I was just listening to an interview with Dr Alister McGrath (who has earned two doctorates from Oxford, in theology and molecular biophysics) on Apologetics 315. This quote is paraphrased from Dr McGrath but I think it accurately conveys my view of the Christian faith:
Mon 31 Jan 2011
Tue 18 Jan 2011
A few months ago I posted an article on TruthMedia‘s Power to Change website which discusses the relationship between science & religion. The topic occasionally comes up in the comments on the site, so I thought it would be useful to have an article which addresses it. From the intro:
Many scientists today have religious convictions, such as Alister McGrath (who earned two doctorate degrees from Oxford, one in theology, the other in molecular biophysics). Examples like this of course prove nothing about the validity of Christianity or religion in general, but they at least demonstrate that it is possible to be a knowledgeable person of science as well as a religious believer. So how exactly do science and religion co-exist with each other in the world? There are basically three options …
Some previous posts about religion & science:
On ‘Scientism’ and Faith – Why the belief that science is the only way to true knowledge is ridiculous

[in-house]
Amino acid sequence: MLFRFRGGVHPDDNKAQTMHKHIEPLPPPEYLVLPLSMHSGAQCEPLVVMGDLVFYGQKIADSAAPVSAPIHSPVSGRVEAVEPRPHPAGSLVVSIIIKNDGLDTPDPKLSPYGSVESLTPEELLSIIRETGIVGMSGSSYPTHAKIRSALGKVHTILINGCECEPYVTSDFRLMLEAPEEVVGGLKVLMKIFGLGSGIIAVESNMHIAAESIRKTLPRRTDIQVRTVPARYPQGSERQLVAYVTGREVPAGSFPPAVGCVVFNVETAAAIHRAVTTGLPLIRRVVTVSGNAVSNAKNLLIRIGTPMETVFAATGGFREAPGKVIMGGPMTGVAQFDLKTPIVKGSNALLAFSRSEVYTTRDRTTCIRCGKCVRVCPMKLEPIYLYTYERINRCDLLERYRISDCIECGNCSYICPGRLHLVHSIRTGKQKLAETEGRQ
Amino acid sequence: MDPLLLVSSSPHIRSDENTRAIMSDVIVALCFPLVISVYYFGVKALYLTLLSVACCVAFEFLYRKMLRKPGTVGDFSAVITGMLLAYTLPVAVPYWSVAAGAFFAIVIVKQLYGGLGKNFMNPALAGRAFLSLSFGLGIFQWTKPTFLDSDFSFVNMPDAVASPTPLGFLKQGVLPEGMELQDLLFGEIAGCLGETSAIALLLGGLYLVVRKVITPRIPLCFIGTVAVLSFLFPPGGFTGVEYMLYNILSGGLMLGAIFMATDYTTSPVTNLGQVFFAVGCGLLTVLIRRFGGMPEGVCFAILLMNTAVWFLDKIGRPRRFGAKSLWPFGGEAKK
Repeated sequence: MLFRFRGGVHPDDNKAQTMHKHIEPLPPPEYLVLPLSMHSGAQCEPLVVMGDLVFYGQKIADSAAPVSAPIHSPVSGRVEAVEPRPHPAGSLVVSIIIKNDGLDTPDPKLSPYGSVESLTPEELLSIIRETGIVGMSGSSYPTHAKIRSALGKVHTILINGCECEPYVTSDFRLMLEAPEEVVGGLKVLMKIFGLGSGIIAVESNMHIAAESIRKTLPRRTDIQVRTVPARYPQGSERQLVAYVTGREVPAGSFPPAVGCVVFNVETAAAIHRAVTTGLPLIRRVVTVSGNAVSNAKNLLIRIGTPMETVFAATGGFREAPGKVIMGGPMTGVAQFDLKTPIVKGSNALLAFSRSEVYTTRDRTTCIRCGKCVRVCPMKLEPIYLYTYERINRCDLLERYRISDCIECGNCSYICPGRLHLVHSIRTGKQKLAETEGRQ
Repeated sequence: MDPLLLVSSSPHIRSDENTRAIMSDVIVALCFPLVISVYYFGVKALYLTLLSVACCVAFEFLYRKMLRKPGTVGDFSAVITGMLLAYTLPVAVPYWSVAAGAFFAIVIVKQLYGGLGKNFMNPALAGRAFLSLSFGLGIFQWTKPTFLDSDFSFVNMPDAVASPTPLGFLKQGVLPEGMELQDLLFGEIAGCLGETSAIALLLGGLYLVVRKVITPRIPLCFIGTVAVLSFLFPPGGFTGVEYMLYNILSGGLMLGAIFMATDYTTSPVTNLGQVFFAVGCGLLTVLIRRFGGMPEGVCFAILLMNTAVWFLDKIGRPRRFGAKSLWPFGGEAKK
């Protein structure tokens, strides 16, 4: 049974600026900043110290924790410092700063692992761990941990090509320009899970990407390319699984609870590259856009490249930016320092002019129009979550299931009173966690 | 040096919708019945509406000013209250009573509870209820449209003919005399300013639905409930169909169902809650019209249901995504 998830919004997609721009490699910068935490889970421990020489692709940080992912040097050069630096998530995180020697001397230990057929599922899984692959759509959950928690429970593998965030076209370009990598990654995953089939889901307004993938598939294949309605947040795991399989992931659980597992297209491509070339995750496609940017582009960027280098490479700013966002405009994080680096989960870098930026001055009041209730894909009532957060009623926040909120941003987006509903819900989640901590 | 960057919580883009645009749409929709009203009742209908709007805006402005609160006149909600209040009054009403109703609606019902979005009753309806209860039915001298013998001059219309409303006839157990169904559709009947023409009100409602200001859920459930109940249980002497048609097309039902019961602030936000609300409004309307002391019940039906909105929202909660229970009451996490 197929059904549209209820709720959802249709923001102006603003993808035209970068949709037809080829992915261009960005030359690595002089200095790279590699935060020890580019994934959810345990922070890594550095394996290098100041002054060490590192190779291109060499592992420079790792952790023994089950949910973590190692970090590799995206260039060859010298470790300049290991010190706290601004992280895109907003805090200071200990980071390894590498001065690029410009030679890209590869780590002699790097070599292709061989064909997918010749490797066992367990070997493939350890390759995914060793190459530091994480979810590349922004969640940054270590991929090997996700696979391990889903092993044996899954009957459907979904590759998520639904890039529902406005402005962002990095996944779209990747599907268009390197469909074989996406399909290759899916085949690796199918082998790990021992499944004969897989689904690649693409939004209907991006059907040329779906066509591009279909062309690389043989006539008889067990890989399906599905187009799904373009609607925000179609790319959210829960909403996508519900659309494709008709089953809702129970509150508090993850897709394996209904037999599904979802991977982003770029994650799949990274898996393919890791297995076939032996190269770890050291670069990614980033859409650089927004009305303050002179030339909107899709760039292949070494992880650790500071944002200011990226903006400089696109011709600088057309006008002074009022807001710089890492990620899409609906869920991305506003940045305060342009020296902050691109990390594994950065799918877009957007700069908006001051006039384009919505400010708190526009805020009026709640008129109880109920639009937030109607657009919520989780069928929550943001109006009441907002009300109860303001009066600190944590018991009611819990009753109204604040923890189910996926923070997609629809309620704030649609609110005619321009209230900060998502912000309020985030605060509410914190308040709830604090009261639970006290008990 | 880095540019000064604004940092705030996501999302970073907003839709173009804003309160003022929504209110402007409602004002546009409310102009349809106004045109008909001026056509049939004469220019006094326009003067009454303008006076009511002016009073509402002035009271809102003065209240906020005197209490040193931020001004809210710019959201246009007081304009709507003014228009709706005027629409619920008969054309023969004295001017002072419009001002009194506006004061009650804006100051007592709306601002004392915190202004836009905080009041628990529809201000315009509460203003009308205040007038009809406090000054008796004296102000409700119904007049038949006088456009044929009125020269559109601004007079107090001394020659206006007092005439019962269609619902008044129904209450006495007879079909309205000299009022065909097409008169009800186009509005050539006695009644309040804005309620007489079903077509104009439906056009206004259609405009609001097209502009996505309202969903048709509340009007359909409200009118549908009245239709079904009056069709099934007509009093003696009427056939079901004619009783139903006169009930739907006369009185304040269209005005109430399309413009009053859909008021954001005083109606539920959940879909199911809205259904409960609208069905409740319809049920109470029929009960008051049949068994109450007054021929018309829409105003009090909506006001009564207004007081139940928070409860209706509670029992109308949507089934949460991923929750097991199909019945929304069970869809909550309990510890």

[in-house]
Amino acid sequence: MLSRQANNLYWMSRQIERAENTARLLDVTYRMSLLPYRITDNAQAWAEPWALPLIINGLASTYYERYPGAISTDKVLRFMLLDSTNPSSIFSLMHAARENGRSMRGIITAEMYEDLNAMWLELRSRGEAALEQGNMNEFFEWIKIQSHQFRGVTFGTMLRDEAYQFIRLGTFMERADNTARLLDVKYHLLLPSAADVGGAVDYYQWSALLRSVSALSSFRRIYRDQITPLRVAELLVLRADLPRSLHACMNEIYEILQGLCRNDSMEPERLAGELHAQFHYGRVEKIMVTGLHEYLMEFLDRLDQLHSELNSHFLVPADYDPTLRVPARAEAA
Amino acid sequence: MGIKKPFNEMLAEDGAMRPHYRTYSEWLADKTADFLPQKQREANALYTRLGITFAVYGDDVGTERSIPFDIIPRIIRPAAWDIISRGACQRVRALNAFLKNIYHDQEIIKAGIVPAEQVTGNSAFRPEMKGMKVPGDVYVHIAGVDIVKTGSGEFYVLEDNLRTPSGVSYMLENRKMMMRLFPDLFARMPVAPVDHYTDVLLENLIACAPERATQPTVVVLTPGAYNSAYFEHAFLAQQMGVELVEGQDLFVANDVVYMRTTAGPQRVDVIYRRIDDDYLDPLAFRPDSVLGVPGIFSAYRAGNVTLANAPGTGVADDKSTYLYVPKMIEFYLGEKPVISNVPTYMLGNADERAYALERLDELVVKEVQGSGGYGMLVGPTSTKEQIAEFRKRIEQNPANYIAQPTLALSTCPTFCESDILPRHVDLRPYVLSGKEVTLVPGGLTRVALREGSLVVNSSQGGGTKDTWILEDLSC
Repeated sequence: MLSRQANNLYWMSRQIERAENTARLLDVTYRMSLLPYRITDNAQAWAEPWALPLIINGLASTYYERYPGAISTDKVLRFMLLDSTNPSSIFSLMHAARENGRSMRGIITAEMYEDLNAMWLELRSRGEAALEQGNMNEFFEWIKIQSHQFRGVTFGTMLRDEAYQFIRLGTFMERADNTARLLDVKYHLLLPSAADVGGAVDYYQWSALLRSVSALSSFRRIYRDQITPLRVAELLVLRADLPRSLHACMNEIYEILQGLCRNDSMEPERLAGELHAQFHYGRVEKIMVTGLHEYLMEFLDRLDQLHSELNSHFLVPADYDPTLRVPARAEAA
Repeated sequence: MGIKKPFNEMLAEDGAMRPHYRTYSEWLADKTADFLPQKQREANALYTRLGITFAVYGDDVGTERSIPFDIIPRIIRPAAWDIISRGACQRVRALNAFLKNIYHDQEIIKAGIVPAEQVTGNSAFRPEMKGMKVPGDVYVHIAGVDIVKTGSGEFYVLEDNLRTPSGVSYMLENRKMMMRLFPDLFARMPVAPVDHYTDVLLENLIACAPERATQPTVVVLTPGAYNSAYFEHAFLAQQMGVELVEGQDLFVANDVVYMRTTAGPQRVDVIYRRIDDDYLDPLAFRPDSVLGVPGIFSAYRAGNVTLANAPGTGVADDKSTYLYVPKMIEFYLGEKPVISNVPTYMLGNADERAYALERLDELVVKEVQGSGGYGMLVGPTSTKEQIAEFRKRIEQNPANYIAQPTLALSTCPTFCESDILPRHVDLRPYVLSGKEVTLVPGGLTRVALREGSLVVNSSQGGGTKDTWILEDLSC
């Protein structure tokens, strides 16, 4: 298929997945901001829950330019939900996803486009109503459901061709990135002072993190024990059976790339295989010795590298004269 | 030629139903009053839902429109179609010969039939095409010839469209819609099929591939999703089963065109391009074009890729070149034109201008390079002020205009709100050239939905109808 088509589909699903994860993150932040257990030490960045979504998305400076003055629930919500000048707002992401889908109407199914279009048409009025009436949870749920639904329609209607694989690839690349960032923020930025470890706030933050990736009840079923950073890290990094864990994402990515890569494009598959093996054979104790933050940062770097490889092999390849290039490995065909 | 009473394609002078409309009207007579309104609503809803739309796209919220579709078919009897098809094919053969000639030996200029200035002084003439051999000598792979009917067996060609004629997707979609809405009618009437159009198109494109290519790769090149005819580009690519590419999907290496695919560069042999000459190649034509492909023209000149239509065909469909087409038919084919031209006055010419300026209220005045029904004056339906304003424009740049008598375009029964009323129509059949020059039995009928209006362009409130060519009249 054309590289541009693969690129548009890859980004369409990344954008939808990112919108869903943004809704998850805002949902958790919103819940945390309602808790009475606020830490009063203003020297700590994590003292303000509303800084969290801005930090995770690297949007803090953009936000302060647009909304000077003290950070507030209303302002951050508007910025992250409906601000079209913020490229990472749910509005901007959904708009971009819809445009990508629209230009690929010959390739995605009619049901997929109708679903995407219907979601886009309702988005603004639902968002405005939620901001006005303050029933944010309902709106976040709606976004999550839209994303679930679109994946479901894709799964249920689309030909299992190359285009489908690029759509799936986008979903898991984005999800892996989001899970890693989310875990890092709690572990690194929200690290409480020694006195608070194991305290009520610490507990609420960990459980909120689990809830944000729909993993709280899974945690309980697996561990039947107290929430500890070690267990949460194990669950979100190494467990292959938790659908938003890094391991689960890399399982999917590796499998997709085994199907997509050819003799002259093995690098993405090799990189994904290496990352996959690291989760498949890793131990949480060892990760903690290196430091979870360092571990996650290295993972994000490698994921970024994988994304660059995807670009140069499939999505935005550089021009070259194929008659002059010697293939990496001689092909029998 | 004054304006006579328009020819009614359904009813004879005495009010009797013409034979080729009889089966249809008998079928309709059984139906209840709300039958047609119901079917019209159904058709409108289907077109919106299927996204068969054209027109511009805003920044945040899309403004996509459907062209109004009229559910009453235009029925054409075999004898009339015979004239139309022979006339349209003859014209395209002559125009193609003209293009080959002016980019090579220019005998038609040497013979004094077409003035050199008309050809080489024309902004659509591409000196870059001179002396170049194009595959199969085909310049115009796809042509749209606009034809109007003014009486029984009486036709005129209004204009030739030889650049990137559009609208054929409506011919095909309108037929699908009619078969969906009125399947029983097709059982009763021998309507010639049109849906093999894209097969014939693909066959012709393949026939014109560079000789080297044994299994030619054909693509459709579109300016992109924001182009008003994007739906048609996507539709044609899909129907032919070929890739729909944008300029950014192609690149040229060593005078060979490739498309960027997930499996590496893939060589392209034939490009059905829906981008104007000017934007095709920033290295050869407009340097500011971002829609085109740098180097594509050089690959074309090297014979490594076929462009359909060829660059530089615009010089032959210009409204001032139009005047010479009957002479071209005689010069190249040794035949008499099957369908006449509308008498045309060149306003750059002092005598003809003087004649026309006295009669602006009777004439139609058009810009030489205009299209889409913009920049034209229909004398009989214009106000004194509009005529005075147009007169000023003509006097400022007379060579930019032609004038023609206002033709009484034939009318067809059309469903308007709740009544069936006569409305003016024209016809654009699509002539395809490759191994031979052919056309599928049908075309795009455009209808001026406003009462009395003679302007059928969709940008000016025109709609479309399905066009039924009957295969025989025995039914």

Scientists with Faith – Discusses an article about Francis Collins which appeared in the Times
Tue 4 Jan 2011
Living with roommates can be challenging. Sharing facilities like a washroom and kitchen means that sometimes I need to wait my turn to use them. It has also given me a rather gross analogy regarding sin and good works.
Over time I’ve learned that it’s a good idea to wait at least a few minutes after one of my roommates (or guests) has … “done their duty” in the washroom. After they have “made a deposit” so to speak. Or “dropped the kids off at the pool,” to use one of my friends’ artful euphemisms. Our washroom lacks a working fan, and so that exasperates the problem, since it sometimes takes awhile for the lingering odors to dissipate.
Of course, that can be rather inconvenient when I have to “go.” So thinking myself to be quite clever, I bought a cheap air freshener and put it in the washroom.
Was the problem solved with the aroma of wildflowers? Hardly. Now after someone has done a “number 2″ in the washroom, there is no longer a poop smell to deal with … there is the smell of poop mixed with flowers. Poopy flowers. Which in a way is actually worse than poop alone.
This illustrates the way that sin corrupts what’s good. Adding good works to our sins doesn’t cover the sins. The sweet aroma of our good deeds is tainted by the stench of our sins. What we need is the removal of the foul odor, which is something our good deeds can never do. For that, we need God’s help, because He can do what is impossible for us.